During World War II, the Brisbane suburb of Salisbury was the site of a secret factory – where workers made bombs and ammunition for Aussie diggers.
Nearly 80 years on, Salisbury is still fighting the good fight – except these days the battle-cry is “Re-use! Repurpose! Recycle!”
Turns out this hub for light industry on the city’s south-side is also home to some leading lights in sustainability.
Take the Share Shed – a community-driven venture that’s created Queensland’s first library of “things”. The concept is ridiculously simple and so good for curbing rampant consumerism: join up for $80 a year and you get to borrow 5 items a week, for free.
Drop into to the Share Shed to browse the catalogue or simply book on-line.
There’s everything from lawn mowers and kayaks to party equipment and camping gear. You can even borrow a guitar or keyboard if the musical mood takes you. And how about a fairy floss maker, chocolate fountain or disco ball for that special occasion?
It’s all about “doing more and owning less”, says co-founder Nicole Bray.
“Sharing resources comes back to sustainability, doesn’t it? Do we all need a lawnmower in our shed or could we all share the same one?
It’s a great way to do your bit for the environment but it also means you get to meet other cool people in your community.”
There are plans for further share sheds across the city – and if you’d like to start one in your community, the team at Salisbury are keen to help you do it.
Got a leaf blower or vacuum cleaner gathering dust at home? Check out the wish-list on-line for requested donations of “things” for the library.
Sharing the same warehouse space as the Share Shed is Food Connect – a quiet revolution in the fresh food realm.
It was founded 13 years ago by former dairy farmer Rob Pekin and his partner, Emma-Kate Rose.
Food Connect puts city consumers directly in touch with local farmers, cutting out the middle man as much as possible. Produce boxes are packed at the Salisbury ‘homestead’ and distributed to customers across the region.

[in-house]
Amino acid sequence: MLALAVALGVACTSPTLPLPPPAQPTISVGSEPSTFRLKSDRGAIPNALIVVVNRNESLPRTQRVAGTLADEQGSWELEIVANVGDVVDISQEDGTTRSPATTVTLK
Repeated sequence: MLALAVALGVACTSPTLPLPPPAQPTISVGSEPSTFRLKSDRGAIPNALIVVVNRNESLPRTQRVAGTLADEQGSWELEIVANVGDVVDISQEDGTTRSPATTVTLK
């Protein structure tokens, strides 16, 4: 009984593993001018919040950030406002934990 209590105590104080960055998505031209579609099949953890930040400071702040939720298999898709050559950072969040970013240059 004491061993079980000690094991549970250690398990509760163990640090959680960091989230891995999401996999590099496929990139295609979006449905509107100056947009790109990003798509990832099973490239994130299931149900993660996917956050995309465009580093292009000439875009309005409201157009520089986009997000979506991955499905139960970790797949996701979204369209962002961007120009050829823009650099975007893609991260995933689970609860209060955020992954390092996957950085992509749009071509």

The system means customers get access to farm-fresh, low-food-miles produce… and farmers get a fairer deal.
Along with social justice, sustainability is a key philosophy of Food Connect. Second and third grade produce that would normally go to waste is sold at a discount in “unruly boxes”. Unsalvageable food scraps go back to pig and chook farmers as stock feed.
Food Connect also hosts pop-up market days where the public can meet local growers and sample delicious products created by small-scale foodie entrepreneurs in the on-site commercial kitchen.
Money is being raised through crowdfunding so that Food Connect can purchase the warehouse it leases and enhance their vision of a one-stop local ecologically-friendly food hub.
Who knew helping the planet could be so tasty? And, on that note, how about a beer in the service of sustainability?
Ballistic Beers is a boutique brewery in Salisbury that’s named for the suburb’s military connections. It’s also the ‘bomb’ when it comes to inspiring patrons to do right by Mother Earth.
Customers are encouraged to BYO growlers – for an eco-friendly top up of their favourite brew.
And Ballistic Beers rewards the return of plastic 4-pack can holders for recycling. The plastic is so durable it can be used to make everything from water tanks to industrial pipes.
Bring back 6 pack holders, get your card stamped – and score a free beer!
Be further inspired to help save the planet during National Recycling Week – from the 12th to the 18th November.
Local events include Brisbane City Council’s annual Recreate Fashion Show & Twilight Market in the city’s King George Square on Friday 16th November.
The recycling-themed show features hand-made, eco-friendly fashion designed and created by Brisbane designers – proving that looking good and doing good aren’t mutually exclusive!